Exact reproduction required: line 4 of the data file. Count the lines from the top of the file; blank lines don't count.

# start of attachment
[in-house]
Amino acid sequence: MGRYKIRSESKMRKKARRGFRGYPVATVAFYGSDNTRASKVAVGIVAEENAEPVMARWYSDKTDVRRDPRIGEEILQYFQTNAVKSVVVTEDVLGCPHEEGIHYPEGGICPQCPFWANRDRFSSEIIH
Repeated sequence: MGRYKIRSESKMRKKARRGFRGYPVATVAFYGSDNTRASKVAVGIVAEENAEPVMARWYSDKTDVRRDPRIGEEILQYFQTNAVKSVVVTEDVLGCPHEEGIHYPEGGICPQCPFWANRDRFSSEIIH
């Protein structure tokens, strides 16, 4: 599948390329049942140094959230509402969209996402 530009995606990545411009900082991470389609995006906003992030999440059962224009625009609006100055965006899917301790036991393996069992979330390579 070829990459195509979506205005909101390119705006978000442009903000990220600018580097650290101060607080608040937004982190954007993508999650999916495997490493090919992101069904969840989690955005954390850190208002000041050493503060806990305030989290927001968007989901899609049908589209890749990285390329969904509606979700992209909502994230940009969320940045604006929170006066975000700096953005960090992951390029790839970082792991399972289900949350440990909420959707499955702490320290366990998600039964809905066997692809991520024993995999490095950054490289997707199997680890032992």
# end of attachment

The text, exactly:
């Protein structure tokens, strides 16, 4: 599948390329049942140094959230509402969209996402 530009995606990545411009900082991470389609995006906003992030999440059962224009625009609006100055965006899917301790036991393996069992979330390579 070829990459195509979506205005909101390119705006978000442009903000990220600018580097650290101060607080608040937004982190954007993508999650999916495997490493090919992101069904969840989690955005954390850190208002000041050493503060806990305030989290927001968007989901899609049908589209890749990285390329969904509606979700992209909502994230940009969320940045604006929170006066975000700096953005960090992951390029790839970082792991399972289900949350440990909420959707499955702490320290366990998600039964809905066997692809991520024993995999490095950054490289997707199997680890032992």